Code Talker by Joseph Bruchac is a YA novel about a Navajo code talker in #WWII but it begins with the main character's childhood. Sent away to boarding school, Ned Begay was met with harsh authorities who would punish the children severely if they spoke Navajo instead of English.
Nevertheless, the students found ways to keep their language alive and it became a useful skill, speaking Navajo, when the Marines needed Navajo speakers to create and use a code as they invaded islands in the Pacific.
The book goes beyond the war years as Ned is narrating his story to his grandchildren. So, you also find out that Navajos who served were cut out of the GI Bill (unless, apparently, they bought homes that were not on Native land) and were not given military honors for their bravery. It also gives you a little insight on Navajo beliefs and traditions.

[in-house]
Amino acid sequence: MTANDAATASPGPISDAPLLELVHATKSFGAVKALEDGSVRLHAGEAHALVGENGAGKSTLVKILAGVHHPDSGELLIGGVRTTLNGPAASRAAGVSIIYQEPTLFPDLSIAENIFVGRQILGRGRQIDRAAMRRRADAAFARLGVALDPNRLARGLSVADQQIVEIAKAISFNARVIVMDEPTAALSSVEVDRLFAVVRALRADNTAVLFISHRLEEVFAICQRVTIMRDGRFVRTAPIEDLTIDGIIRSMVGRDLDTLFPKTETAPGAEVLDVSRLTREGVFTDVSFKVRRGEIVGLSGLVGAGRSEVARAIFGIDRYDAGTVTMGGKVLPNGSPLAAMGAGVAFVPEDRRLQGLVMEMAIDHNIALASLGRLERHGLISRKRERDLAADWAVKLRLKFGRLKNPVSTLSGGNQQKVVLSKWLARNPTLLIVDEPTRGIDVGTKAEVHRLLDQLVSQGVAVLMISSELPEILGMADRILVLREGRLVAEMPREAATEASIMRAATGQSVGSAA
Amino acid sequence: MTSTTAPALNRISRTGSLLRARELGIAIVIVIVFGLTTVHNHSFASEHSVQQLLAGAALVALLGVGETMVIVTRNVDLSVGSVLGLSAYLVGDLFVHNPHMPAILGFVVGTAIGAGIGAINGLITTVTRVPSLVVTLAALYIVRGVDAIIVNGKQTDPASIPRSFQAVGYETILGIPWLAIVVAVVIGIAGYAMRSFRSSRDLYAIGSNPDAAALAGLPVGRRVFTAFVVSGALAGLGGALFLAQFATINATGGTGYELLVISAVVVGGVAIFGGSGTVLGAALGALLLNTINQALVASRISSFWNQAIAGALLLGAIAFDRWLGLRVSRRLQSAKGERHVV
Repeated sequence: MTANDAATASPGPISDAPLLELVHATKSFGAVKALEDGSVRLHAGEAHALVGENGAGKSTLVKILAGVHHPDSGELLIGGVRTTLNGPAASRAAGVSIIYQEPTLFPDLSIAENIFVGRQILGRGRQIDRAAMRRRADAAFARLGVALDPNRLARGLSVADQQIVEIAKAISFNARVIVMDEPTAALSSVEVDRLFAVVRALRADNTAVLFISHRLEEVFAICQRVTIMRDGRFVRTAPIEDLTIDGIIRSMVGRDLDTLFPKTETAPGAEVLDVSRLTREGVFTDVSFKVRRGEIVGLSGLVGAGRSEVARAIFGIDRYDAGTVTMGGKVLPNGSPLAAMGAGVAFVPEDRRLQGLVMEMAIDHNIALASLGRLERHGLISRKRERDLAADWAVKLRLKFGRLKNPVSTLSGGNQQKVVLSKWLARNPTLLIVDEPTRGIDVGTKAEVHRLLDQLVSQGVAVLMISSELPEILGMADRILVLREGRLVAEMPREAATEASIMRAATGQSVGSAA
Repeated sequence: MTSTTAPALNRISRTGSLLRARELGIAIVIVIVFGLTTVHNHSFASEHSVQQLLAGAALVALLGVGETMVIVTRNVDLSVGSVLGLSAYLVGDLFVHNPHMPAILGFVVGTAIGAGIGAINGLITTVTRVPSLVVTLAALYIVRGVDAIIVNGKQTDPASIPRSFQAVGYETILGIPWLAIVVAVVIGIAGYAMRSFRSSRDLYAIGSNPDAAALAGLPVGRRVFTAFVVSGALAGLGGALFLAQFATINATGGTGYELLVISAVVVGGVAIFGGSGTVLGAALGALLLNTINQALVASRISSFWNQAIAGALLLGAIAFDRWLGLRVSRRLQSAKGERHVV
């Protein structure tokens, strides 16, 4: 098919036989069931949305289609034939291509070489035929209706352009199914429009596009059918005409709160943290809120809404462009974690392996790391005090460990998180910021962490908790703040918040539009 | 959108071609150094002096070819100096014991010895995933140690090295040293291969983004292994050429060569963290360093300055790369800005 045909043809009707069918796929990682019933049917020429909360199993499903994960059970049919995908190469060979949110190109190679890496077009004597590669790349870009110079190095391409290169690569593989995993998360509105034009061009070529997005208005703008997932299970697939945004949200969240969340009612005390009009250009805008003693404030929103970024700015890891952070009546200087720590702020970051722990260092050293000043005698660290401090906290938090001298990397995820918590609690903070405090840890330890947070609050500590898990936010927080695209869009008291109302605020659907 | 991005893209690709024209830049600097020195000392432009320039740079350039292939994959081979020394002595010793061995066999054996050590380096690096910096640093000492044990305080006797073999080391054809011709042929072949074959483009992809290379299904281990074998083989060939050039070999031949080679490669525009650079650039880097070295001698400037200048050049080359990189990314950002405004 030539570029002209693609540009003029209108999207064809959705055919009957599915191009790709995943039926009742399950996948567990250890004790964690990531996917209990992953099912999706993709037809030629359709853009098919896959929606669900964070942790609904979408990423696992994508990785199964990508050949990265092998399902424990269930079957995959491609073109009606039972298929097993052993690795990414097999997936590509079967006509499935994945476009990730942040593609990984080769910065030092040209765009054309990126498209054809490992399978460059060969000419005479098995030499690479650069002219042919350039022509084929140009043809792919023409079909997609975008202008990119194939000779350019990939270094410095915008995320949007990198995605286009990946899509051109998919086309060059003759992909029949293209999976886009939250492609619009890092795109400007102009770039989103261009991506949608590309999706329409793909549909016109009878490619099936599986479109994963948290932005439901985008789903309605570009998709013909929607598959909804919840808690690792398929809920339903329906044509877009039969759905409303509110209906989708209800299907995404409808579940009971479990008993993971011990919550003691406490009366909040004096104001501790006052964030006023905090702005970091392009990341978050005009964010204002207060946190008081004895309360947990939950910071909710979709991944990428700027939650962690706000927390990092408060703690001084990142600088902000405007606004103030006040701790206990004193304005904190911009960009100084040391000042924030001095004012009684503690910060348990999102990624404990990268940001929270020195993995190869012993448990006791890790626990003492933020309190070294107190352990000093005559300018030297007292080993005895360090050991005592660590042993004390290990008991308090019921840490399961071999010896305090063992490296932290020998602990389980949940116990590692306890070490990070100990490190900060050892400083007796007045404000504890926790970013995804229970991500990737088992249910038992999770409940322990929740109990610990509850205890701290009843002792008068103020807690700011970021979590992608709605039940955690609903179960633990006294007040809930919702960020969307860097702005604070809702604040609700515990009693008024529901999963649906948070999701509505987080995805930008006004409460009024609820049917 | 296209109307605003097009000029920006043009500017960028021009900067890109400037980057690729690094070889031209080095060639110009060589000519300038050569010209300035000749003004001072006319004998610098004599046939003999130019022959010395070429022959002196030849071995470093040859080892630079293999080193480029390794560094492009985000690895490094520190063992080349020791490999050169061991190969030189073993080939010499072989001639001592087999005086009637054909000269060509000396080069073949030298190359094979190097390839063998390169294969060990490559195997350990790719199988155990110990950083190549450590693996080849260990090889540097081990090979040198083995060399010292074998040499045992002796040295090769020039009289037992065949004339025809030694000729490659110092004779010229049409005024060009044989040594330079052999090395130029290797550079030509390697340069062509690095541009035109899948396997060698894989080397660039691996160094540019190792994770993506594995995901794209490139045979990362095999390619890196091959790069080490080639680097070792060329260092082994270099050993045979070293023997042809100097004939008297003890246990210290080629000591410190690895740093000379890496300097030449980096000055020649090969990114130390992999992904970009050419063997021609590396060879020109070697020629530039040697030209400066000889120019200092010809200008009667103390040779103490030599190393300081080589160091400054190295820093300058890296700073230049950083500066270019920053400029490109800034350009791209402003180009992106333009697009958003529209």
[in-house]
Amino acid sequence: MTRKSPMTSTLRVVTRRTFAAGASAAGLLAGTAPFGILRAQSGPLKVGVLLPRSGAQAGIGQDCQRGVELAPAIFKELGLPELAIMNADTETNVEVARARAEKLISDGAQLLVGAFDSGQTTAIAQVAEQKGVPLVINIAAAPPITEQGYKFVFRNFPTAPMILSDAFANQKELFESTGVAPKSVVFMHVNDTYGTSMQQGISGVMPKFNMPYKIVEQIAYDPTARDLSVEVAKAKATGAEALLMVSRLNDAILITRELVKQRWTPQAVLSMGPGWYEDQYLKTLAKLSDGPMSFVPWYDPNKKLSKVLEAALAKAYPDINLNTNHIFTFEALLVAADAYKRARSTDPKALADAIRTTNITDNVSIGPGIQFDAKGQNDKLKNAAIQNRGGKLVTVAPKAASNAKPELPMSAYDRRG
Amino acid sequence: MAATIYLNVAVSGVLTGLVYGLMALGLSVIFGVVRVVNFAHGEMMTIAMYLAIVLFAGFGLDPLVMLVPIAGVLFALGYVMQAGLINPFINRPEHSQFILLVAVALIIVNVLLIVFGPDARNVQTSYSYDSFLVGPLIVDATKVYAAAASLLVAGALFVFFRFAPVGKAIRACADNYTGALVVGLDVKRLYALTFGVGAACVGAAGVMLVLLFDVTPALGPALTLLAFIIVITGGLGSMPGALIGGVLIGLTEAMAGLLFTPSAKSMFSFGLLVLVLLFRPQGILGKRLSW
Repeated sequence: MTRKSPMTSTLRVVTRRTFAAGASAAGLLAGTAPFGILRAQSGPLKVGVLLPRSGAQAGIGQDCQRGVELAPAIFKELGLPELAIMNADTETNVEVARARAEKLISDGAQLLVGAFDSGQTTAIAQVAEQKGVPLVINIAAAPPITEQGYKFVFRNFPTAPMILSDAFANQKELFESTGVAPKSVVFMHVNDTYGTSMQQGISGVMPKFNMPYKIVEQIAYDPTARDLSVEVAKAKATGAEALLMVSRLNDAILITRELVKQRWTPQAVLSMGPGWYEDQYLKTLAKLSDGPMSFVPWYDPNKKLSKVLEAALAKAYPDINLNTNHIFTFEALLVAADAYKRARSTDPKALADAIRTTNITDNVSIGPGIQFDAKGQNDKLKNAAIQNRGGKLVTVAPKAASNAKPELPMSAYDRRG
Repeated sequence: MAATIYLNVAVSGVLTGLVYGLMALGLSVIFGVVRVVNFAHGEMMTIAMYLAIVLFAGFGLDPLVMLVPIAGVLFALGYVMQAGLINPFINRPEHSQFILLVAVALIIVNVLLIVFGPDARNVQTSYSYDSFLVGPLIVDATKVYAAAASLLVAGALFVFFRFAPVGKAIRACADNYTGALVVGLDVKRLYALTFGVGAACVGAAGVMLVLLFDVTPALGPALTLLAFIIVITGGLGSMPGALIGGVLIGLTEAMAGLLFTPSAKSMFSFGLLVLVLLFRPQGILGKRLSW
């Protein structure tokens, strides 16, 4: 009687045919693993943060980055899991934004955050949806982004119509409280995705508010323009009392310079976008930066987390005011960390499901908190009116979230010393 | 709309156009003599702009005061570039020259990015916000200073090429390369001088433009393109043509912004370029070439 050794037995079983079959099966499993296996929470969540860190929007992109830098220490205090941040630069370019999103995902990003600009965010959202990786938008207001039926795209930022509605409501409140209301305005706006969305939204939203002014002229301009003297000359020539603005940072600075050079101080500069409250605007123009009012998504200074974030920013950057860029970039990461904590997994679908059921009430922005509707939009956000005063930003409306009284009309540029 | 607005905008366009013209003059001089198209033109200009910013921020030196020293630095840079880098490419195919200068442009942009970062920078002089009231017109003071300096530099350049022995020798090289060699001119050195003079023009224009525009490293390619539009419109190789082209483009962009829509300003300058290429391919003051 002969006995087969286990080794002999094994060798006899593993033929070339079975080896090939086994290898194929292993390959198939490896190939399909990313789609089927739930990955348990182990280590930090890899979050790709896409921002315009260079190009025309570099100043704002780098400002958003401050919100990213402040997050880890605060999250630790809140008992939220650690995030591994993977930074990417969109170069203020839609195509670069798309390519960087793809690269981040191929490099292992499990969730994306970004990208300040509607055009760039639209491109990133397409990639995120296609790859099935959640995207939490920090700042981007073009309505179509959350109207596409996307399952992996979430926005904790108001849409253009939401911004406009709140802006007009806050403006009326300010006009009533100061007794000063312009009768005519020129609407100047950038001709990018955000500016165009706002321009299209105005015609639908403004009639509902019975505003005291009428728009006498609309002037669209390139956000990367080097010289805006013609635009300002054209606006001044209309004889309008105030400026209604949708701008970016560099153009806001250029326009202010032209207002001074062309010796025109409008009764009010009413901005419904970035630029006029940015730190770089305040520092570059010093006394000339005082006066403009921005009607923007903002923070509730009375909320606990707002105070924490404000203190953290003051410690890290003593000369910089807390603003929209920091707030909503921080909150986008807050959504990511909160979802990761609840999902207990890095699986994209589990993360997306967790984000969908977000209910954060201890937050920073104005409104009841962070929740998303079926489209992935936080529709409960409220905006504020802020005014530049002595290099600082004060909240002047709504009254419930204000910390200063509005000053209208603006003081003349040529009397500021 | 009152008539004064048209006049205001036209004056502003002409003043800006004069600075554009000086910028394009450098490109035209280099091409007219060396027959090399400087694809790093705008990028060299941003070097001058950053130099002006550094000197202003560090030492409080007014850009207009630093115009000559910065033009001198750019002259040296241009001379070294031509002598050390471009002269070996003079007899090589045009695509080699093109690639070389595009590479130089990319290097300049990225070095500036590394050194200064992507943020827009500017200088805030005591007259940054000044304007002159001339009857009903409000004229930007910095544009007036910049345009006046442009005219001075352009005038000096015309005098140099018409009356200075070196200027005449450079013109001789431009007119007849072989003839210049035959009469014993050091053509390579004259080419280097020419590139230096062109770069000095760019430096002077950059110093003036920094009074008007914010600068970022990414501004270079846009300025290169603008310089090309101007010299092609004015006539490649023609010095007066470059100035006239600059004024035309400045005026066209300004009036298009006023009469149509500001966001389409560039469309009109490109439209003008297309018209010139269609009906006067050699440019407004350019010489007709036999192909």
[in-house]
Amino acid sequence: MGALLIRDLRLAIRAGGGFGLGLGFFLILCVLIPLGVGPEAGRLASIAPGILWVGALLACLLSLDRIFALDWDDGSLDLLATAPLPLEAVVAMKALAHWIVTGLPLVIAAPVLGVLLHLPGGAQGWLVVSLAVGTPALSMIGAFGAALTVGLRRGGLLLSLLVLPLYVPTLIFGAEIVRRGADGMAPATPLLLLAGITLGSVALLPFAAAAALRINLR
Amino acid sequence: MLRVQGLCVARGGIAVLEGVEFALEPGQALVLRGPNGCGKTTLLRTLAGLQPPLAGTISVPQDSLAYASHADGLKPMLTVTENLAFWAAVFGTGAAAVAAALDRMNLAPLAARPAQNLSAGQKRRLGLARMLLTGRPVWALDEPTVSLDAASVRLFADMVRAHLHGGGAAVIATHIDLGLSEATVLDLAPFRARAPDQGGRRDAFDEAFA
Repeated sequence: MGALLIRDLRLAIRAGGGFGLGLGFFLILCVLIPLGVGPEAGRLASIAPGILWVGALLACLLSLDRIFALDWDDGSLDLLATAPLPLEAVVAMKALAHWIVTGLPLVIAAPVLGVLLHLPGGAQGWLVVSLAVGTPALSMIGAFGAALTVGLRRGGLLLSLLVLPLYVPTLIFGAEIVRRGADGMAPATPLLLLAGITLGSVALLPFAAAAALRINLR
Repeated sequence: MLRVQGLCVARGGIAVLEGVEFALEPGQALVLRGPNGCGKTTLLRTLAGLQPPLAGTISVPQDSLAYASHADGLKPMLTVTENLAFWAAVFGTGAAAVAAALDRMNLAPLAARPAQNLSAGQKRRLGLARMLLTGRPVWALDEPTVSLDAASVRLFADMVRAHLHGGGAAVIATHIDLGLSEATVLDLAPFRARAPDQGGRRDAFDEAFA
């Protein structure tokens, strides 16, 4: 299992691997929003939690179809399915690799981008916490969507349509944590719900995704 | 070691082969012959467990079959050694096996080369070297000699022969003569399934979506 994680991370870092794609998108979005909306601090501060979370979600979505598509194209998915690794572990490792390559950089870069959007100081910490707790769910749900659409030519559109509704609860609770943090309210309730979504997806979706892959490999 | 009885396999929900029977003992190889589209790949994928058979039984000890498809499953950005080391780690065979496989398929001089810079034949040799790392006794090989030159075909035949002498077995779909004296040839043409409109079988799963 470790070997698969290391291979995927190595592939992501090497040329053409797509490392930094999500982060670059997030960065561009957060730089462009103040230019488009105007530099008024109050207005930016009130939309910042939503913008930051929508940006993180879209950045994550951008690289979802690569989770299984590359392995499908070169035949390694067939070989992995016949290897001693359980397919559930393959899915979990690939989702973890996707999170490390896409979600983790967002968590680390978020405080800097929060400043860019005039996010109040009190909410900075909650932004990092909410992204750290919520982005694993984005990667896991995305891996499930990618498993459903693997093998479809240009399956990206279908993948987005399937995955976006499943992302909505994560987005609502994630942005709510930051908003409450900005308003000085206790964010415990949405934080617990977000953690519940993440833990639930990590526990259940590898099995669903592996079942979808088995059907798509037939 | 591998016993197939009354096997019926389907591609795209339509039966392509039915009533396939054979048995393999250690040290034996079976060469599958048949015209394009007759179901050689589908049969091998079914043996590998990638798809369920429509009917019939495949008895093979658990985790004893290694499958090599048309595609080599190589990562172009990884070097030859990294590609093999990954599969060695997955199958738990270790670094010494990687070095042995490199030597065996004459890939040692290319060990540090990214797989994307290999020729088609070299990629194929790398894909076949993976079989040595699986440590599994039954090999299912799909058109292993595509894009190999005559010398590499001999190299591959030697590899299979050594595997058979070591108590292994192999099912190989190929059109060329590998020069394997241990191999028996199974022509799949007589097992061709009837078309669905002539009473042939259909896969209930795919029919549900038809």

Highly recommended - Excellent writing, packed with carefully researched facts about military movements and some real-life characters who were important to the story. I liked the fact that not everything was fictionalized and the book went beyond the war years both past and present, so that you got a good feeling for what it was like to be a Navajo, having your traditions and language suppressed, and then serving with honor (some of the code talkers sacrificing their lives) only to return to the a hostile environment in which one was considered lesser at home.
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